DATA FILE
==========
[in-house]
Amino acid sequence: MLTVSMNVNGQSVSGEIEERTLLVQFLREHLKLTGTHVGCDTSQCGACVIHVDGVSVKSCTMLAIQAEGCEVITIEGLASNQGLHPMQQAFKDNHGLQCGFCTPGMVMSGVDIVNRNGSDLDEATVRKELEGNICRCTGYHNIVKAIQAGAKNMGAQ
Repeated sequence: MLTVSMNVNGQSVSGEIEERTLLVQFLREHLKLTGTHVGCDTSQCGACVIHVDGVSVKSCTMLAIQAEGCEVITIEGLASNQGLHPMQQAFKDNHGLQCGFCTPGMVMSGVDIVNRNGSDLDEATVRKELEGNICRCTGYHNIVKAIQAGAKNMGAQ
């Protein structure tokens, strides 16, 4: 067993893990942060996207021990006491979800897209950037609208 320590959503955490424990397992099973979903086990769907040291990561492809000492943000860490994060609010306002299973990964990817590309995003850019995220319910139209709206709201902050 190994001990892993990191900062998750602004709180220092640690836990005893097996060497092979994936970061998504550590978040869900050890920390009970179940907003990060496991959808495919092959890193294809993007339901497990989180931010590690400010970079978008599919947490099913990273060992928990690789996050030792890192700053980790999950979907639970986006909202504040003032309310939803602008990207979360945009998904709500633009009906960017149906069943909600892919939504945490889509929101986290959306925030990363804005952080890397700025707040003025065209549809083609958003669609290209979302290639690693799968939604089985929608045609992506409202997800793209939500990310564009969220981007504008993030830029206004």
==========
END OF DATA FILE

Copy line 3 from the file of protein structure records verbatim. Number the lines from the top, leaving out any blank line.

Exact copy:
Repeated sequence: MLTVSMNVNGQSVSGEIEERTLLVQFLREHLKLTGTHVGCDTSQCGACVIHVDGVSVKSCTMLAIQAEGCEVITIEGLASNQGLHPMQQAFKDNHGLQCGFCTPGMVMSGVDIVNRNGSDLDEATVRKELEGNICRCTGYHNIVKAIQAGAKNMGAQ